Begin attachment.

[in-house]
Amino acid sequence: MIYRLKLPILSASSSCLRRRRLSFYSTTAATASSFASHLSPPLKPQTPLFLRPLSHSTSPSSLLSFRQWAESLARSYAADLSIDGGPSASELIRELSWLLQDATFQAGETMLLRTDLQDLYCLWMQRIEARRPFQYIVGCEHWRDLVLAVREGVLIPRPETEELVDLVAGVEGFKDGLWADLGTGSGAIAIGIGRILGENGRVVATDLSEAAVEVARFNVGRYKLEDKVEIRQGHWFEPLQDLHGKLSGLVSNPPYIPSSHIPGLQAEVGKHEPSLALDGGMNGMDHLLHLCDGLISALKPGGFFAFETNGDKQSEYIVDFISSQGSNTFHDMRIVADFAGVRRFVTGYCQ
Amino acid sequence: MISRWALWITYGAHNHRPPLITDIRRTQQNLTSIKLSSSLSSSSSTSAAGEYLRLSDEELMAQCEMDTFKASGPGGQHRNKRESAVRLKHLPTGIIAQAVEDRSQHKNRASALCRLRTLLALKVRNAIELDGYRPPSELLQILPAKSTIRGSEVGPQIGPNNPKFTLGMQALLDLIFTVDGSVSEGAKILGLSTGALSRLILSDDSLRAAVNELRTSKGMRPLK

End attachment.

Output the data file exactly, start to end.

[in-house]
Amino acid sequence: MIYRLKLPILSASSSCLRRRRLSFYSTTAATASSFASHLSPPLKPQTPLFLRPLSHSTSPSSLLSFRQWAESLARSYAADLSIDGGPSASELIRELSWLLQDATFQAGETMLLRTDLQDLYCLWMQRIEARRPFQYIVGCEHWRDLVLAVREGVLIPRPETEELVDLVAGVEGFKDGLWADLGTGSGAIAIGIGRILGENGRVVATDLSEAAVEVARFNVGRYKLEDKVEIRQGHWFEPLQDLHGKLSGLVSNPPYIPSSHIPGLQAEVGKHEPSLALDGGMNGMDHLLHLCDGLISALKPGGFFAFETNGDKQSEYIVDFISSQGSNTFHDMRIVADFAGVRRFVTGYCQ
Amino acid sequence: MISRWALWITYGAHNHRPPLITDIRRTQQNLTSIKLSSSLSSSSSTSAAGEYLRLSDEELMAQCEMDTFKASGPGGQHRNKRESAVRLKHLPTGIIAQAVEDRSQHKNRASALCRLRTLLALKVRNAIELDGYRPPSELLQILPAKSTIRGSEVGPQIGPNNPKFTLGMQALLDLIFTVDGSVSEGAKILGLSTGALSRLILSDDSLRAAVNELRTSKGMRPLK